A Raman-and-atomic-force microscope (RAFM) has been shown to be capable of performing several liquid-transfer and sensory functions essential for the operation of a microfluidic laboratory on a chip that would be used to perform rapid, sensitive chromatographic and spectro-chemical analyses of unprecedentedly small quantities of liquids. The most novel aspect of this development lies in the exploitation of capillary and shear effects at the atomic-force-microscope (AFM) tip to produce shear-driven flow of liquids along open microchannels of a microfluidic device. The RAFM can also be used to perform such functions as imaging liquids in microchannels; removing liquid samples from channels for very sensitive, tip-localized spectrochemical analyses; measuring a quantity of liquid adhering to the tip; and dip-pen deposition from a chromatographic device. A commercial Raman-spectroscopy system and a commercial AFM were integrated to make the RAFM so as to be able to perform simultaneous topographical AFM imaging and surface-enhanced Raman spectroscopy (SERS) at the AFM tip. The Raman-spectroscopy system includes a Raman microprobe attached to an optical microscope, the translation stage of which is modified to accommodate the AFM head. The Raman laser excitation beam, which is aimed at the AFM tip, has a wavelength of 785 nm and a diameter of about 5 m, and its power is adjustable up to 10 mW. The AFM is coated with gold to enable tip-localized SERS.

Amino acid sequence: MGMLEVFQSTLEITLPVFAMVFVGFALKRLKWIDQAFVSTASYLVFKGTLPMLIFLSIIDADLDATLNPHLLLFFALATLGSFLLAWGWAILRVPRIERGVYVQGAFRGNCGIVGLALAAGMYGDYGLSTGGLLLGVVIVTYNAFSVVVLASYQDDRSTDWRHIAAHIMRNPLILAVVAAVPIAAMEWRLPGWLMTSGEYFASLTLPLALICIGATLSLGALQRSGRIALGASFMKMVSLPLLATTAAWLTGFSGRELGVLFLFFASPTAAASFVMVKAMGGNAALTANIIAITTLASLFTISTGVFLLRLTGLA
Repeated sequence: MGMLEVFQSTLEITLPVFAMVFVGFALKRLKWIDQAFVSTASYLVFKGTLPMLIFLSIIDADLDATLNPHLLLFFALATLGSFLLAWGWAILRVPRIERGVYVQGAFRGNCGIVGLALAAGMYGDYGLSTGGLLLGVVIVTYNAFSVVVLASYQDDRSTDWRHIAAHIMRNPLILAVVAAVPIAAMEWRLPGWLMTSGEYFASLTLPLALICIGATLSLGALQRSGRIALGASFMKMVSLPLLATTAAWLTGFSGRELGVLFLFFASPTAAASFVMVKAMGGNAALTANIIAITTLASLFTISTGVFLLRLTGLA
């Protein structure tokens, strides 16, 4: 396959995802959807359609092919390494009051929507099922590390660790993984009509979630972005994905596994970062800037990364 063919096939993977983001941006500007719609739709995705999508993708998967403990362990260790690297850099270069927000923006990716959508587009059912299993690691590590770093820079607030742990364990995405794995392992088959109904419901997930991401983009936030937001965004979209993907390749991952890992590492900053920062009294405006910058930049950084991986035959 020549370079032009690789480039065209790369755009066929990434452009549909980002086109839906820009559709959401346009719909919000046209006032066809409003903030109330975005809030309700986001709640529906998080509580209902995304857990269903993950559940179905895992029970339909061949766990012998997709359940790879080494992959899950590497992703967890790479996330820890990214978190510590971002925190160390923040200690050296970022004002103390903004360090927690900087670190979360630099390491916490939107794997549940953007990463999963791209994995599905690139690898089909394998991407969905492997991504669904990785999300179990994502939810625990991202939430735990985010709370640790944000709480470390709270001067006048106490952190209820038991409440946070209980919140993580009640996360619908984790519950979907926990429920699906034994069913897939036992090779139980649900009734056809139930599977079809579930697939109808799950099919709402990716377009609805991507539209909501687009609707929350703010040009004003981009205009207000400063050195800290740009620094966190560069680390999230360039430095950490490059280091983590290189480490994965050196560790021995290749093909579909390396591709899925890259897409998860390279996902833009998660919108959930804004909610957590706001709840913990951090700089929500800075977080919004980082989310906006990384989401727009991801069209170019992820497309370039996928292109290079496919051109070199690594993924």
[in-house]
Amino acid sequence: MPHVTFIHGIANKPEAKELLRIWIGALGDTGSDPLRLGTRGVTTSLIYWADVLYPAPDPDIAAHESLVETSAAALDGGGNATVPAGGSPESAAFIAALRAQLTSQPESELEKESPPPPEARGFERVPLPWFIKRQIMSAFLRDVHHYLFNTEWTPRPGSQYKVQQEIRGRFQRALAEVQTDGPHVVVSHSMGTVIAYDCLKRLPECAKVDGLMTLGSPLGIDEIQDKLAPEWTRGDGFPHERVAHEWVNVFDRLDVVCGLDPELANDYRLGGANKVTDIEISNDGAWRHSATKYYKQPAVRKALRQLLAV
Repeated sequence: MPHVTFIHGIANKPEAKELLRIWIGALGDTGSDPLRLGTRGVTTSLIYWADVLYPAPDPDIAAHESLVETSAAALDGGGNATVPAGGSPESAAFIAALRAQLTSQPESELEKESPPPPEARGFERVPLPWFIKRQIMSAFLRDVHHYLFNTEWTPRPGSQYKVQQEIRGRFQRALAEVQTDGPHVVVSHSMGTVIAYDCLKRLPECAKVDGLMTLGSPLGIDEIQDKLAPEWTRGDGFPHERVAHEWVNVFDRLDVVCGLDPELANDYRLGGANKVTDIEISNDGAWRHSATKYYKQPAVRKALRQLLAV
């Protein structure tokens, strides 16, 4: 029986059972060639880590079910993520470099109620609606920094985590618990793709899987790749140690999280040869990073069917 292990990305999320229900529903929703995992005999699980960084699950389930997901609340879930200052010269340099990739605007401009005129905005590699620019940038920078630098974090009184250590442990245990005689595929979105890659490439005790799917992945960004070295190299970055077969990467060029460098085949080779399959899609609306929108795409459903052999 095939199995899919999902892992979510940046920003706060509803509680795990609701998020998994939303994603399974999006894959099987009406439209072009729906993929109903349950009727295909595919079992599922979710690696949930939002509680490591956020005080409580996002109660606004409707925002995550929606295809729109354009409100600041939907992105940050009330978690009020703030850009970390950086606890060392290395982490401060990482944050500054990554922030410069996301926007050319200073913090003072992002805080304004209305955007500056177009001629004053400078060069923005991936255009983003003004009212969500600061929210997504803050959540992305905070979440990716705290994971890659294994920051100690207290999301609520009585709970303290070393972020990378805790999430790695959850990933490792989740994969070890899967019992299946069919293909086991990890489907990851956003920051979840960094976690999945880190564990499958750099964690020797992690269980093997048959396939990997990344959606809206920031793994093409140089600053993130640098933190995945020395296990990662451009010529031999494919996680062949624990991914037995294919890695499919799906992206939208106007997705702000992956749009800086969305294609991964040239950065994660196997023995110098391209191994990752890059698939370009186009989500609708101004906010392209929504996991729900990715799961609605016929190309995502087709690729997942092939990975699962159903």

11. Observation of DNA Molecules Using Fluorescence Microscopy and Atomic Force Microscopy

    Science.gov (United States)

    Ito, Takashi

    2008-01-01

    This article describes experiments for an undergraduate instrumental analysis laboratory that aim to observe individual double-stranded DNA (dsDNA) molecules using fluorescence microscopy and atomic force microscopy (AFM). dsDNA molecules are observed under several different conditions to discuss their chemical and physical properties. In…

  12. Observation of DNA Molecules Using Fluorescence Microscopy and Atomic Force Microscopy

    Science.gov (United States)

    Ito, Takashi

    2008-01-01

    This article describes experiments for an undergraduate instrumental analysis laboratory that aim to observe individual double-stranded DNA (dsDNA) molecules using fluorescence microscopy and atomic force microscopy (AFM). dsDNA molecules are observed under several different conditions to discuss their chemical and physical properties. In…

  13. Capillary forces in tapping mode atomic force microscopy

    NARCIS (Netherlands)

    Zitzler, L.; Herminghaus, S.; Mugele, Friedrich Gunther

    2002-01-01

    We investigated the influence of the relative humidity on amplitude and phase of the cantilever oscillation while operating an atomic force microscope (AFM) in the tapping mode. If the free oscillation amplitude A0 exceeds a certain critical amplitude Ac, the amplitude- and phase-distance curves

  14. Atomic Force Microscopy: Theory and Experiment

    Science.gov (United States)

    Gould, Scot A. C.